Swartz wants to give back to county that gave to him

October 31, 2002|by TARA REILLY

Washington County Commissioners Vice President Paul L. Swartz said there have been times when the elected post required him to get down and dirty.

He explained that he has cut down overgrown brush and pulled weeds near the homes of residents who were concerned that the county had let the work go.

"I wouldn't be worth my salt if I didn't try in some way to answer their concerns," Swartz, 64, said. "I think a politician is good at delegation, and that's what separates me from politicians, because I'm not a politician."


"I look at myself as a servant, and I don't mind doing these tasks," Swartz said.

Swartz, a Democrat, is seeking his second term in office. He is one of 10 candidates running for a spot on the five-member board of County Commissioners. Five Democrats and five Republicans are running in the Nov. 5 general election.

Swartz and his wife, Shirley, live in Maugansville. They have four children.

He was formerly a high school basketball and baseball coach and had 350 victories in both sports.

A native of Jefferson County, W.Va., Swartz graduated from Shepherd College with a degree in secondary education and eventually began teaching and coaching for Washington County Public Schools.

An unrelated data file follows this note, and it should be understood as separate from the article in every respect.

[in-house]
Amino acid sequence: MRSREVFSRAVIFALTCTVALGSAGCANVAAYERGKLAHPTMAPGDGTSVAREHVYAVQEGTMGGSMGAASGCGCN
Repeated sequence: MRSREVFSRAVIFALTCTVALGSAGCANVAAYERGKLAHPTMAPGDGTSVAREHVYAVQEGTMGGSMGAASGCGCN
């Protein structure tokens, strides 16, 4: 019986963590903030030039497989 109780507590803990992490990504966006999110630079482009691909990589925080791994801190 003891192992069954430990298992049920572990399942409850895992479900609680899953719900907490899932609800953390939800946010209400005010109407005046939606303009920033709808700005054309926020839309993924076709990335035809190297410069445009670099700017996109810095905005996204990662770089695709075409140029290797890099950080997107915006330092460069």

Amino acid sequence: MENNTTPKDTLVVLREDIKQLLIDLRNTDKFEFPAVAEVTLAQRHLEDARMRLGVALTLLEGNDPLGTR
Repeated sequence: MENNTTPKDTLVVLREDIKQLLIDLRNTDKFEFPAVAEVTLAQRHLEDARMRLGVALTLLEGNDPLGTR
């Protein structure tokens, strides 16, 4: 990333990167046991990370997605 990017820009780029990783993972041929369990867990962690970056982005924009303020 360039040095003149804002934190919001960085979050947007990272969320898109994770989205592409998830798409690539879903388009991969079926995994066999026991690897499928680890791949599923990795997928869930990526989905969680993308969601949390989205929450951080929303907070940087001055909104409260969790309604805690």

After receiving a master's degree from West Virginia University, he became a principal for the school system and then a pupil personnel worker.

After 36 years in education, Swartz retired and decided to run for a county commissioner seat four years ago because he wanted to give back to the community and because he got bored, he said.

"This county has been very, very good to my family and myself," Swartz said. "When I retired, my desire to give back was basically what prompted me to run for county commissioner. It gave me an avenue whereby I could return something to a county that has been good to me."

He's running for a second term because he's not done serving the public, he said.

"I feel that I still have a lot of offer," Swartz said. "I have leadership ability. I am competent, and I do care about people. I like to think that I'm honest, trustworthy and a man of integrity."

He said he'd like to have a hand in increasing economic development in the county, saying its railroad systems, Hagerstown Regional Airport and proximity to Interstates 70 and 81 make it a prime spot for business.

"We need to market and sell Washington County, and we need everybody stepping up to the plate," Swartz said.

Other challenges the county will face include making sure the University System of Maryland project is completed, seeing through the runway extension project at Hagerstown Regional Airport and trying to figure out a way to make salaries for county employees and educators competitive.

He said employees come to Washington County, get a few years of experience and then leave for higher-paying jobs elsewhere.

"If they're not competitive, we become a training ground," Swartz said. "If we're fair, equitable and competitive, I think they will be satisfied. I know I will be."

Swartz said he knows that being an elected official comes with its share of criticism but that he doesn't mind.

"I welcome criticism, both constructive and otherwise," Swartz said. "I think that everyone that's entering the public life realizes you're not going to please everyone, but that doesn't mean I can't try to please everyone."

The commissioners will make $30,000 next year, up from $20,000 this year.

The County Commission term is four years.

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